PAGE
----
Activating this strategy involves hiding your micromanaging (your bald spot) beneath a far more overreaching grand concept (the comb-over). You must convince your subordinates that what they think of as your getting too involved in minor details is in actuality a critical element in implementing Total Quality Management or Lean Manufacturing.

After you correct the grammar in an internal memo or insert yourself into negotiations with a vendor, you should immediately point out that "These are exactly the kind of areas that are keeping us from achieving our goals, and need to do better".

The General Patton

Turn the tables on the perception of micromanagement by insisting that your intrusions are examples of leadership by example. To pull this one off, you must be able to convince your managers that you are merely using the nitpicking as "examples" - but overstress the example just enough to ensure that they understand that this particular example is in and of itself a real issue in your opinion.

You can get your point across with a simple "There's nothing I hate more than overpaying for pencils. If we can't purchase office supplies sharply, how the heck can we expect to avoid overpaying for tooling?"

The Cousin Vinny

An homage to one of the funniest movies of the past two decades, this head fake requires you to build the case to your subordinates that involving yourself in the nitty gritty can ultimately help you win the big case. Just like Joe Pesci used his recently-gained knowledge of southern grits to get his nephew acquitted of murder, so too must you be able to convince those around you that you can transfer the knowledge or experience gained by your micromanagement into a credible business asset.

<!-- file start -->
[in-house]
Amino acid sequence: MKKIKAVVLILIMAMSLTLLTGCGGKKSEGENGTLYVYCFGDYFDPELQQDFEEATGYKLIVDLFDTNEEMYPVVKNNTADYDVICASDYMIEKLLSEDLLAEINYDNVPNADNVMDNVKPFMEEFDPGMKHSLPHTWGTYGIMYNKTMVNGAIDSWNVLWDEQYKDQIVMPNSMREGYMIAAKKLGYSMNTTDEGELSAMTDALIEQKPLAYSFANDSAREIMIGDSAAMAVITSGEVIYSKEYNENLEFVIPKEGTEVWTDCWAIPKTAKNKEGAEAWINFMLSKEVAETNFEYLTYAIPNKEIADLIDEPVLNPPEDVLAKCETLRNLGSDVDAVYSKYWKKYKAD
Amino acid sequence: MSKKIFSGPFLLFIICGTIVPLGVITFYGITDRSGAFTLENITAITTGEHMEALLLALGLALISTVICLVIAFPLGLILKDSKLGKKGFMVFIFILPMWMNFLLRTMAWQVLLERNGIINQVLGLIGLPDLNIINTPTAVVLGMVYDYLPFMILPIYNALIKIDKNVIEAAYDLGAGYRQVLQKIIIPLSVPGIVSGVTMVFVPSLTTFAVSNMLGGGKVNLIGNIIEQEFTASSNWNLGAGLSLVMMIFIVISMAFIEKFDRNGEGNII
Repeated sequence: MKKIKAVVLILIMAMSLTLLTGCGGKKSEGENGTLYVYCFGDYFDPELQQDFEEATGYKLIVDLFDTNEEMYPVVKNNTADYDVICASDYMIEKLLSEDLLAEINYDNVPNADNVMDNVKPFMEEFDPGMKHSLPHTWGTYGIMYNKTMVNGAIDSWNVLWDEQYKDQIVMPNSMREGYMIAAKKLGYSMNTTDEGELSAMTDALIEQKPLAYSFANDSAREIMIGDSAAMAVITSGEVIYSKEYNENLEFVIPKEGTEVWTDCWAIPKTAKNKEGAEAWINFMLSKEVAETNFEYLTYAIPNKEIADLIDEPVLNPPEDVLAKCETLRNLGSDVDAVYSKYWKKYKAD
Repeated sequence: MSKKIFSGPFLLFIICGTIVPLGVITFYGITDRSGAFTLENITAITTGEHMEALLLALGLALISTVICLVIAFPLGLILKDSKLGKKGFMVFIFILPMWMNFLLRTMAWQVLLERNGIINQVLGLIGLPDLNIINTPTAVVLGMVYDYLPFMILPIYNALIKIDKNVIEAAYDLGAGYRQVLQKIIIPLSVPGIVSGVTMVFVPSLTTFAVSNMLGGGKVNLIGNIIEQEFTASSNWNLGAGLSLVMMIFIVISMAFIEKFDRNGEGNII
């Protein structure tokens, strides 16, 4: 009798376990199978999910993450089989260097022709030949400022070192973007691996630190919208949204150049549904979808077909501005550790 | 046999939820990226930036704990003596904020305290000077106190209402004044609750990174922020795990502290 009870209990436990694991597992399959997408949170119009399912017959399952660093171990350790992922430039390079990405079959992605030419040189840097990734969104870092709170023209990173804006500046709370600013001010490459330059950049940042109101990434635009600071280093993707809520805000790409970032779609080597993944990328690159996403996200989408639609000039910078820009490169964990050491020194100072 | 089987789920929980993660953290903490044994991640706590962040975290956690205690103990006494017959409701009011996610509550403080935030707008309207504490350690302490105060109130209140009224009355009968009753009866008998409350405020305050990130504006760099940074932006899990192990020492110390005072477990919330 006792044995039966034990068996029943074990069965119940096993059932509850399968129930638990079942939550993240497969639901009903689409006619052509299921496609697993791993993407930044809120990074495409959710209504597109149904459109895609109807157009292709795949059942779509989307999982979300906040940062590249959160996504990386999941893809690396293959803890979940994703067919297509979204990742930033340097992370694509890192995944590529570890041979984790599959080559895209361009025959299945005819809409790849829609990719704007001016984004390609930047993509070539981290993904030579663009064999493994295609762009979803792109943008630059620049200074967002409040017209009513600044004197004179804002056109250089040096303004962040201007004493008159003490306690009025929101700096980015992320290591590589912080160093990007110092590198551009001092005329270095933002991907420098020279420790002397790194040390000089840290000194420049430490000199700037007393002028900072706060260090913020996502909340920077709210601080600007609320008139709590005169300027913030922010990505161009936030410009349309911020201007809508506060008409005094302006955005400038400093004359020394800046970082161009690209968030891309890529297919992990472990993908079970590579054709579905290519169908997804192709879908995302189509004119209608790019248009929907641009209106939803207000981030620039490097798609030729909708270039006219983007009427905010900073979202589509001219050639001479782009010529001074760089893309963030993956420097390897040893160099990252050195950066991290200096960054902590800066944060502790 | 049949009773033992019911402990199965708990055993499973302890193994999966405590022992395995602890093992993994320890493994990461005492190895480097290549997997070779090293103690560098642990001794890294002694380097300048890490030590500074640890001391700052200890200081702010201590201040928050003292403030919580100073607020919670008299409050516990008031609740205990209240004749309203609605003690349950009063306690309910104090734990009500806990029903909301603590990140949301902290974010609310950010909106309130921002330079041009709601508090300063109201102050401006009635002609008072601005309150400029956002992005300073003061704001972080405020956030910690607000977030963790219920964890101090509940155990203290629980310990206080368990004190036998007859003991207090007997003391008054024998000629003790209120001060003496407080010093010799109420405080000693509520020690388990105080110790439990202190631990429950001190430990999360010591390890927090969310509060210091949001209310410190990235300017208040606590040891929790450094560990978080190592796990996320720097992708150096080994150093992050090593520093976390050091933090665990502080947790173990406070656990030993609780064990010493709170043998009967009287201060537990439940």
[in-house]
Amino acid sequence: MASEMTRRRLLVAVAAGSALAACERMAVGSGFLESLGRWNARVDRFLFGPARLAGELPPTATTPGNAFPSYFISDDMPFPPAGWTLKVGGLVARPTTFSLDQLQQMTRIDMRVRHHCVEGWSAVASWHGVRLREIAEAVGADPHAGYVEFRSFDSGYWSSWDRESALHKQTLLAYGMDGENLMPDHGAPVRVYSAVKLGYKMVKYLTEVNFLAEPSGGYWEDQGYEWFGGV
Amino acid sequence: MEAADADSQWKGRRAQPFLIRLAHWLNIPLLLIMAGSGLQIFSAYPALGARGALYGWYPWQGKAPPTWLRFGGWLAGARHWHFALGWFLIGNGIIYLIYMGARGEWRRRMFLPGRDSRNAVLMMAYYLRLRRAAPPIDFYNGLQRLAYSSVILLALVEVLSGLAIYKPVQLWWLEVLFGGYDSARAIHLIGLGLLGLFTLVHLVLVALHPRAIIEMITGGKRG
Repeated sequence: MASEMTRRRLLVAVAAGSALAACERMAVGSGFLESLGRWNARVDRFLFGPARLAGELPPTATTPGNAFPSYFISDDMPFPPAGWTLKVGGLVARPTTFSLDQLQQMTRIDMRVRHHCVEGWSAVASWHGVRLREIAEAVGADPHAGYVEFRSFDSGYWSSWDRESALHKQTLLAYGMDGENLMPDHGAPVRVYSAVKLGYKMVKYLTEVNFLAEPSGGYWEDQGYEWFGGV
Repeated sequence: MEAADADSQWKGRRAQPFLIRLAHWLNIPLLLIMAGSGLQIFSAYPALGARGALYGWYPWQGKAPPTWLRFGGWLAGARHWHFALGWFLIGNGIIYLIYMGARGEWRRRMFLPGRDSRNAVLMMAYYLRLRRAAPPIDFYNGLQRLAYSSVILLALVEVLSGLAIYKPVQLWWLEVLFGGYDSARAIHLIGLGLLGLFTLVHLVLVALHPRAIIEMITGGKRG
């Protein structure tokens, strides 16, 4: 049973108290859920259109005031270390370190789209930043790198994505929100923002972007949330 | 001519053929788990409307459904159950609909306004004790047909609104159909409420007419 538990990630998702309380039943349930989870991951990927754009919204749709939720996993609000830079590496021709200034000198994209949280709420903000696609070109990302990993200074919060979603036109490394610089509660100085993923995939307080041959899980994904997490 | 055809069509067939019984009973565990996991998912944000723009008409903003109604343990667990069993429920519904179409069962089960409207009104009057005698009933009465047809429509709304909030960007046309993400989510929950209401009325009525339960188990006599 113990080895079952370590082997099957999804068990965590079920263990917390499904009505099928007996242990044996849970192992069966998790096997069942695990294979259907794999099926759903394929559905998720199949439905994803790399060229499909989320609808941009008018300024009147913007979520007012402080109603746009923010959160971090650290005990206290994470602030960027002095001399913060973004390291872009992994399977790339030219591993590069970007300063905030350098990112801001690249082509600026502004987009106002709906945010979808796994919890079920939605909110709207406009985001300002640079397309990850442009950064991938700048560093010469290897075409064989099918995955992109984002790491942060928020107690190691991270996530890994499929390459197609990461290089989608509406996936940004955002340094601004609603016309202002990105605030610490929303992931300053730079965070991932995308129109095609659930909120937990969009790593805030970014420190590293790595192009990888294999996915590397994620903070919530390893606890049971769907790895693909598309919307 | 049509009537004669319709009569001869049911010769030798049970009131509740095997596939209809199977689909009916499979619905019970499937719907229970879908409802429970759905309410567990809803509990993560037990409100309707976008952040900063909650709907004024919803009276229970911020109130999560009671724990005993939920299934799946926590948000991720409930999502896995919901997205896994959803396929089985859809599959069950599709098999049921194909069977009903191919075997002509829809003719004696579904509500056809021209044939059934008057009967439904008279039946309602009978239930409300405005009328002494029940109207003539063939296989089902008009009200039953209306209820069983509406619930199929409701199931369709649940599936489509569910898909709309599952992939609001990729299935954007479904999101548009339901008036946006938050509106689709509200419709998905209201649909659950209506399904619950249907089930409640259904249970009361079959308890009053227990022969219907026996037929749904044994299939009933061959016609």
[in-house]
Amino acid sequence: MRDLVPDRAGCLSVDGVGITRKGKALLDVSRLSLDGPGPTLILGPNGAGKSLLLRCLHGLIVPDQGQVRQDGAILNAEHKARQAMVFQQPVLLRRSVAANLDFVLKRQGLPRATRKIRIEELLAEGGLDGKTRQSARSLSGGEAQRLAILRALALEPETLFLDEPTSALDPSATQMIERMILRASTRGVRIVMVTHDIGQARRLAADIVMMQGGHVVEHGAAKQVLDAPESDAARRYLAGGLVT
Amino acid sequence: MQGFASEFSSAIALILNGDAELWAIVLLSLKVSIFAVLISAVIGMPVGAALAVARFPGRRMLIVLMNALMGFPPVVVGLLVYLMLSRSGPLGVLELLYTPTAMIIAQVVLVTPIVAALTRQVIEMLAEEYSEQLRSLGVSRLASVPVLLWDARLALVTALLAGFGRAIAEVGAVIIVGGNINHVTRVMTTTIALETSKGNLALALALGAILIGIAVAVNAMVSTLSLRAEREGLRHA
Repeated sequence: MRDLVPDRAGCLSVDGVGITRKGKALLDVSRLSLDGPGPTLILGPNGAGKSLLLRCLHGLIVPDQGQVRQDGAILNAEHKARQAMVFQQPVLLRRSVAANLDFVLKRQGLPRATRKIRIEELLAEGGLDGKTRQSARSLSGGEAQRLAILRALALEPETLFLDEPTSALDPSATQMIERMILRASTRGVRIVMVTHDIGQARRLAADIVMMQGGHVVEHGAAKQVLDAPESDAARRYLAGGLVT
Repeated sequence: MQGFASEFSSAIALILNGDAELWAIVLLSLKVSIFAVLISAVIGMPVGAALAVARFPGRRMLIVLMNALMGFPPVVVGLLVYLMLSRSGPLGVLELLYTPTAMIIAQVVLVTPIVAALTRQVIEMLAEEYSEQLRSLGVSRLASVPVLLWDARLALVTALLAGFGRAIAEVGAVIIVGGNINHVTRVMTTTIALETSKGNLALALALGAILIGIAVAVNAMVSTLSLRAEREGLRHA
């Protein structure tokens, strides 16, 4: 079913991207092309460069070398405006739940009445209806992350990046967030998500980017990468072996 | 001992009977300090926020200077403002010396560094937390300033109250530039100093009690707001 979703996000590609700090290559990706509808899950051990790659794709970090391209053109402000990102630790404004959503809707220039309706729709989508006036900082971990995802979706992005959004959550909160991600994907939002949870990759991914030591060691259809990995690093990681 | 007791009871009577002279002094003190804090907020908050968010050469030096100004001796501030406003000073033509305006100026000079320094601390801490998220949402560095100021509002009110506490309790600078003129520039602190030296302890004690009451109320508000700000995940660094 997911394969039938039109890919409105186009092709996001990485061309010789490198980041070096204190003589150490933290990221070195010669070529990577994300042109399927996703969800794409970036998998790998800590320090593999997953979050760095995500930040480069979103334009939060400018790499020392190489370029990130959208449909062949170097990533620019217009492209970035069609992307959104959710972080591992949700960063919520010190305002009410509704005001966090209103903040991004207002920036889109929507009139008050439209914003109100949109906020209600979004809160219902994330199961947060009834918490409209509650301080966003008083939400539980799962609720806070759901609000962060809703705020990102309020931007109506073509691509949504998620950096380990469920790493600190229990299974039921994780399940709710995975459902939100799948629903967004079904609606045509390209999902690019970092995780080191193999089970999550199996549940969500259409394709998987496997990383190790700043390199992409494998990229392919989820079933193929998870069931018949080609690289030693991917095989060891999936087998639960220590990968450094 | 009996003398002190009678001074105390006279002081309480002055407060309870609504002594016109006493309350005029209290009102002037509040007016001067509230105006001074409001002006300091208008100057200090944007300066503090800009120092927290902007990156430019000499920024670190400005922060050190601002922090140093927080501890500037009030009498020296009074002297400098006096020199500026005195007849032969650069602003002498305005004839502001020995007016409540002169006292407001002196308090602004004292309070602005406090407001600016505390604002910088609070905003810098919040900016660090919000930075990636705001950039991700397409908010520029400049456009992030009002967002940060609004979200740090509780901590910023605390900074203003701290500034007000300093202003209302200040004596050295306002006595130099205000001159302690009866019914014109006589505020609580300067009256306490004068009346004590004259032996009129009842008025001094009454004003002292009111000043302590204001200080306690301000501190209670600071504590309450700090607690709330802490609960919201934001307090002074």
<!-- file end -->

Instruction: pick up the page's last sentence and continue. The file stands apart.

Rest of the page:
For example, interfering with your scheduling supervisor to get the $300 production run for your wife's brother pushed ahead of the $13,000 rush order for your newest customer can be alleviated by telling the supervisor that "this is a great test case. Now we will know how quickly our production personnel can shift gears at the last minute under intense time pressures."

The Case for Fundamentals

Like the newly hired manager of a losing major league team, it's never a bad idea to remind the team to concentrate on the fundamentals. You can excuse just about any action perceived as meddling by saluting the importance of getting the basics right in order to ensure a foundation upon which to build greatness.

It's amazing, but after you criticize the photo selected for the company newsletter, you can comfortably fall back on "Our newsletter is how we communicate at the most fundamental level with our employees, and the right photo sets the tone - so let's examine exactly what tone we really want to set."

I hope you find these hints helpful. Remember, this is about replacing the perception of a micromanager with that of a top-flight executive. I don't for a second really believe that anyone can truly be cured of his or her faults or managerial frailties - there is far too much Larry David in all of us. Like other vices, micromanagement will always exist. Not that there's anything wrong with that.

Elisha Tropper is president of Prestige Label Co., of Burgaw, NC, a CFG company, headquartered in New York City.